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Do the California probate courts enforce no-contest clauses?

On Behalf of | Mar 29, 2024 | Probate

A variety of different people have an interest in an estate after someone dies. The family members of the deceased have an interest as heirs or beneficiaries. Close acquaintances or trusted individuals may have accepted a request to serve as the personal representative of the estate. Many different people could, therefore, end up affected by probate litigation. Litigation can significantly increase how long it takes to complete the probate process and can consume estate resources. A will contest is one of the more common reasons that estates end up entangled in lengthy probate proceedings.

Family members or beneficiaries who question the validity of the will or the mindset of the testator when drafting documents could challenge the documents in California probate court. Occasionally, testators include special causes in estate planning paperwork to deter people from initiating probate litigation by imposing a major penalty if they take action in this way.

What no-contest classes do

Testators sometimes integrate no-contest clauses into wills or trusts. People with challenging family dynamics or particularly valuable assets may worry about the potential for litigation diminishing their legacy. No-contest clauses include language that penalizes anyone who brings an unnecessary challenge against the estate. Often, frivolous probate litigation could lead to someone losing their inheritance completely. Therefore, those with an interest in an estate need to know if such clauses could actually affect the outcome of probate proceedings.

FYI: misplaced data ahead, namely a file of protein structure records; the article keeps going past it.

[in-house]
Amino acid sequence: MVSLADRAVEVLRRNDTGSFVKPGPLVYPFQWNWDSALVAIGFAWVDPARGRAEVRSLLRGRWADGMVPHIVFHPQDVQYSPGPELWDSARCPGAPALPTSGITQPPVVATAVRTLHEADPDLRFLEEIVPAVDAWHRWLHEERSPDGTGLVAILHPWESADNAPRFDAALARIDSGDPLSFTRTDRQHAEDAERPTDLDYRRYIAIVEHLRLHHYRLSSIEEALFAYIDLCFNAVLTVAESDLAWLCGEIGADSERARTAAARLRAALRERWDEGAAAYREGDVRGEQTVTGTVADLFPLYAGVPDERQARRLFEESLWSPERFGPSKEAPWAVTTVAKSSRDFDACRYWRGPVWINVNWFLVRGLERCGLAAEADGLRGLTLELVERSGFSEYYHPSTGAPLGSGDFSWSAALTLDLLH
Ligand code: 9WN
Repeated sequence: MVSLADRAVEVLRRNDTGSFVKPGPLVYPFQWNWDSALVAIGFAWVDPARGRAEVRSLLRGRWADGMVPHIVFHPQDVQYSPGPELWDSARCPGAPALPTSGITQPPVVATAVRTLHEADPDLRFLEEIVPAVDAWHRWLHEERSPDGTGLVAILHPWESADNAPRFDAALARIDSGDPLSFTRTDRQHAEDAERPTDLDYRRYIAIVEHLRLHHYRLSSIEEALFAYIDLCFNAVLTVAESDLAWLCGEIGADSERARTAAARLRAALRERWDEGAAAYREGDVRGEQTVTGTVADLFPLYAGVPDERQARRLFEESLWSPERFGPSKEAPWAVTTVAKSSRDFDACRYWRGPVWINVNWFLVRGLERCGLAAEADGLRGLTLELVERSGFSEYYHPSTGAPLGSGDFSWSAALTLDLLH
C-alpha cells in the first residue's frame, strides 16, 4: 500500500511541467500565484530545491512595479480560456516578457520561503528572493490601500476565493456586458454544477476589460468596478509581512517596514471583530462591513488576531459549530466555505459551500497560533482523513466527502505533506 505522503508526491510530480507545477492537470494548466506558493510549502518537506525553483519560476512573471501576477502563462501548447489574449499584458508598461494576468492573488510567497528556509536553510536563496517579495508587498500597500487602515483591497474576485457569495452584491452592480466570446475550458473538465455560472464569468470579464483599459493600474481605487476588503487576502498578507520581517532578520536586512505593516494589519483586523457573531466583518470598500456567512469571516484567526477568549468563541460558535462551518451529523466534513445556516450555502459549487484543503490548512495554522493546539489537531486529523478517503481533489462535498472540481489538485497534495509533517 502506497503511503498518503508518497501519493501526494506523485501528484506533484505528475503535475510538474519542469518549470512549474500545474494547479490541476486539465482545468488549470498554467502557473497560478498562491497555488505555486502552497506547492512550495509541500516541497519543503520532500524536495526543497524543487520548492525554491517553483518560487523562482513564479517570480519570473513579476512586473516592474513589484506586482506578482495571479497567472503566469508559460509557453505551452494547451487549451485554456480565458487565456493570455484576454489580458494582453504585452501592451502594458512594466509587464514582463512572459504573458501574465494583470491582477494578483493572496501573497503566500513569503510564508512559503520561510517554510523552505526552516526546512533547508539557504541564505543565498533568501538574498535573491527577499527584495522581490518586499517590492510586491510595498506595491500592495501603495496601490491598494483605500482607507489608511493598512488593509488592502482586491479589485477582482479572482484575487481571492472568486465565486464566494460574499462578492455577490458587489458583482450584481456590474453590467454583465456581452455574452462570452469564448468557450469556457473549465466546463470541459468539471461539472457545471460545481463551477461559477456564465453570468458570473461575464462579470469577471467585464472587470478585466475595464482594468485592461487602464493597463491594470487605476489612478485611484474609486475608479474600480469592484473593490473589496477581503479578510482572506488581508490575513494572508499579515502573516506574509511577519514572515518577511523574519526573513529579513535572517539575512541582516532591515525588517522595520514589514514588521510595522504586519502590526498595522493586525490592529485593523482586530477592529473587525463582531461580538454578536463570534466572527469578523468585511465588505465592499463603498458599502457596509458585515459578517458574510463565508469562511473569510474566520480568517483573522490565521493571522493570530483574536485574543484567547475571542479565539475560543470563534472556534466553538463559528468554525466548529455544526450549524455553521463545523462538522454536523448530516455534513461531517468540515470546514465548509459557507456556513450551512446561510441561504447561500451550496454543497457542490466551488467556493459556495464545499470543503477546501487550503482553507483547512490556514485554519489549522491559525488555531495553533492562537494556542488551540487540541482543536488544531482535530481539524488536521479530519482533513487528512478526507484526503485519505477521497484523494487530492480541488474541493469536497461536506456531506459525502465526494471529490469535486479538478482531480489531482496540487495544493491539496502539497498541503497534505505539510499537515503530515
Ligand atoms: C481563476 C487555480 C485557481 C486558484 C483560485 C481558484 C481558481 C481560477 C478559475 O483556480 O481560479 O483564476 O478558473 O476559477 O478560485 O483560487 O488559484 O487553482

The courts do uphold no-contest clauses

California, like the vast majority of other states in the country, recognizes the theoretical validity of no-contest clauses. If someone is a beneficiary of an estate and brings an unnecessary will challenge, the judge could uphold the no-contest clause and eliminate their inheritance rights. However, California probate sketches do include an exception for the enforcement of these clauses. Specifically, if someone can show that they had probable cause to initiate probate litigation, meaning a reasonable and verifiable suspicion of a specific issue or type of misconduct, then the courts may hear the contest without denying someone their inheritance.

Those who understand when a no-contest clause is enforceable can then make informed choices about including such clauses in their estate planning, whether to pursue probate litigation, how to respond to a lawsuit, etc. This is just one of the ways in which understanding the rules that govern estate administration in California may benefit those with an interest in someone’s estate.